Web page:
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Rocky Mountain Futures: An Ecological Perspectiveby Jill S. Baron
Synopses & Reviews
The Rocky Mountain West is largely arid and steep, with ecological scars from past human use visible for hundreds of years. Just how damaging were the past 150 years of activity? How do current rates of disturbance compare with past mining, grazing, and water diversion activities? In the face of constant change, what constitutes a "natural" ecosystem? And can a high quality of life be achieved for both human and natural communities in this region.
Rocky Mountain Futures presents a comprehensive and wide-ranging examination of the ecological consequences of past, current, and future human activities in the Rocky Mountain region of the United States and Canada. The book brings together 32 leading ecologists, geographers, and other scientists and researchers to present an objective assessment of the cumulative effects of human activity on the region's ecological health and to consider changes wrought by past human use. This combined view of past and present reveals where Rocky Mountain ecosystems are heading, and the authors project what the future holds based upon current economic and social trends and the patterns that emerge from them. The book:examines the biogeographic and paleoenvironmental setting and historical climate that have shaped Rocky Mountain ecosystemstraces the direct human influences on landscapes and ecosystems over the past 150 yearsexplores the cumulative effects of past, present, and projected future human activities on tundra, subalpine and montane forests, valleys, grasslands, and watersoffers case studies that illustrate specific examples of human influence and current efforts to restore the environment Case studies focus on northern New Mexico; Summit County, Colorado; Flathead Valley, Montana; and Alberta, Canada. Among the contributors are Craig D. Allen, N. Thompson Hobbs, Linda L. Joyce, Robert E. Keane, David Schindler, Timothy R. Seastedt, David Theobald, Diana Tomback, William Travis, Cathy Whitlock, and Jack Stanford.
The United Nations has proclaimed 2002 as the International Year of Mountains to increase international awareness of the global importance of mountain ecosystems. The case-based multidisciplinary approach of this book constitutes an important new model for understanding the implications of land-use practices and economic activity on mountains, and will serve a vital role in improving decisionmaking both in the Rocky Mountains and in other parts of the world that face similar challenges.
Book News Annotation:
Ecologists, geographers, and other scientists and researchers assess the cumulative effects of human activity on the Rocky Mountain region's ecological health, consider changes wrought by past human use, and project what the future holds based on current economic and social trends. They describe the region's biogeography, paleoenvironmental setting, and historical climate, then trace the region's history of use from an ecological perspective. Case studies illustrate specific examples of human influence in the US and Canada. Baron is an ecosystem ecologist with the US Geological Survey.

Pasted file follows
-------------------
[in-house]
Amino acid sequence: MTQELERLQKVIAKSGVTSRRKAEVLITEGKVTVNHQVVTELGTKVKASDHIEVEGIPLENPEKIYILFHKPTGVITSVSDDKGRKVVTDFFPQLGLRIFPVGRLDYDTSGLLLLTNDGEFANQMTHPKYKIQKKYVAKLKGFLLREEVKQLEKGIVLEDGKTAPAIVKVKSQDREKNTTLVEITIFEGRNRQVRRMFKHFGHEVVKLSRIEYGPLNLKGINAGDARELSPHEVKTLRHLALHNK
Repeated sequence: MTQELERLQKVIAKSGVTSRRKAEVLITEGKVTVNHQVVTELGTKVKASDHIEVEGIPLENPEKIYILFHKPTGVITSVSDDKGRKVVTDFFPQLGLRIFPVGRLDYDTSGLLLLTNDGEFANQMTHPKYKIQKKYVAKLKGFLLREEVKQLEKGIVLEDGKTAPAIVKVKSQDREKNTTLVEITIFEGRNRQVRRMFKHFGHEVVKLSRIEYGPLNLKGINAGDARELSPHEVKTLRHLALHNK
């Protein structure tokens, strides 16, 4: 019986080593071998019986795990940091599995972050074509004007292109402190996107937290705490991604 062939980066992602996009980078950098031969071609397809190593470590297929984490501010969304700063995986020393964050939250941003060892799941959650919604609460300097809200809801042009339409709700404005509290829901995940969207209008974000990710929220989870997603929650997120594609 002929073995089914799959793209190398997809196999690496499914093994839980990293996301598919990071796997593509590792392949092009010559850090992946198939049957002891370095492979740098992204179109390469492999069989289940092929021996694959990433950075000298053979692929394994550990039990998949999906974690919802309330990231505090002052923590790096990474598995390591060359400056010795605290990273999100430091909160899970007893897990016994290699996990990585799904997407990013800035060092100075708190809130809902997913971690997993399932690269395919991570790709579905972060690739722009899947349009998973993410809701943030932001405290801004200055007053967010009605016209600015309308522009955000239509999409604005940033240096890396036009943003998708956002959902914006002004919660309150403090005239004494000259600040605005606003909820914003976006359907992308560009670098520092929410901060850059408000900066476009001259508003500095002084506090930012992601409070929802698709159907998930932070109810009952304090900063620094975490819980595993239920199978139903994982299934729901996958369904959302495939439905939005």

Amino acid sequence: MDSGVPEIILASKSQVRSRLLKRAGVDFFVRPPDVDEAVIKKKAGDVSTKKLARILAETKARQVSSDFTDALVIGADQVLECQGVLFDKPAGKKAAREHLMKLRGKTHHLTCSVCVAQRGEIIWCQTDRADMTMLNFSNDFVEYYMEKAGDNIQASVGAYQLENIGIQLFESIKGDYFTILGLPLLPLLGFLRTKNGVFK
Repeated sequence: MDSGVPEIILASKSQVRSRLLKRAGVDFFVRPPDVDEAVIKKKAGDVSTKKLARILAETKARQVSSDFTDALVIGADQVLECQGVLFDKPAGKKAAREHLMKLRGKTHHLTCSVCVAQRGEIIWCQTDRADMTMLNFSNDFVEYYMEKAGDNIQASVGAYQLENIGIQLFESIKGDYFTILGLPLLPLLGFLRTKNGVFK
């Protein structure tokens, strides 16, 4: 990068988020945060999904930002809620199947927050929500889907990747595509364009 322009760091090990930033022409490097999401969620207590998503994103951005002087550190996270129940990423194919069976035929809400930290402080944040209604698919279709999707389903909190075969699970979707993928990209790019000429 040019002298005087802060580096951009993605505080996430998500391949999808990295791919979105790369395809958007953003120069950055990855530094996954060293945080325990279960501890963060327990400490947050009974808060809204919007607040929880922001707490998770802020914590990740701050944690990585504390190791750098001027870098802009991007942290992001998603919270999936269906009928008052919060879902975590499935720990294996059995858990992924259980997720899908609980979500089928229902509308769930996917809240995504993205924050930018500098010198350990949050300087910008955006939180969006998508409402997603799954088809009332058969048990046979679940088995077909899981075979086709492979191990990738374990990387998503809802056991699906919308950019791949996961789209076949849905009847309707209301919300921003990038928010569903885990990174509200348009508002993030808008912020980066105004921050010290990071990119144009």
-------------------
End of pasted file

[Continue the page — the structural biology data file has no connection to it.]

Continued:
Annotation c. Book News, Inc., Portland, OR (booknews.com)
Rocky Mountain Futures presents a comprehensive and wide-ranging examination of the ecological consequences of past, current, and future human activities in the Rocky Mountain region of the United States and Canada.
About the Author
Jill S. Baron is ecosystem ecologist with the U.S. Geological Survey, Natural Resource Ecology Laboratory at Colorado State University in Fort Collins.
Table of Contents
Transforming the Rockies: human forces, settlement patterns, and ecosystem effects — William R. Travis, David M. Theobald, and Daniel B. Fagre — Geomorphic and biogeographic setting of the Rocky Mountains / David M. Cairns, David R. Butler, and George P. Malanson — Paleoenvironmental history of the Rocky Mountain region during the past 20,000 years / Cathy Whitlock, Mel A. Reasoner, and Carl H. Key — Climates of the Rocky Mountains: historical and future patterns / Timothy G.F. Kittel ... et al. — Natural resource extraction: past, present, and future / Heather M. Rueth, Jill S. Baron, and Linda A. Joyce — Ecological effects of resource development in running waters / David M. Pepin, N. LeRoy Poff, and Jill S. Baron — The cascading effects of fire exclusion in Rocky Mountain ecosystems / Robert E. Keane ... et al. — Rocky road to the Rockies: challenges to biodiversity / Diana F. Tomback and Katherine C. Kendall — Islands in the sky: alpine and treeline ecosystems of the Rockies / William D. Bowman ... et al. — The heart of the Rockies: montane and subalpine ecosystems / Thomas J. Stohlgren ... et al. — Base camps of the Rockies: the intermountain grasslands / Timothy R. Seastedt — Rumblings in Rio Arriba: landscape changes in the southern Rocky Mountains of northern New Mexico / Craig D. Allen — Collaborative development of a conservation planning system: a case study of Summit County, Colorado / David M. Theobald and N. Thompson Hobbs — Natural and cultural influences on ecosystem processes in the Flathead River Basin (Montana and British Columbia) / Jack A. Stanford and Bonnie K. Ellis — The eastern slopes of the Canadian Rockies: must we follow the American blueprint? / David W. Schindler — Rocky Mountain futures: forecasting a future we do not want / Jill S. Baron.
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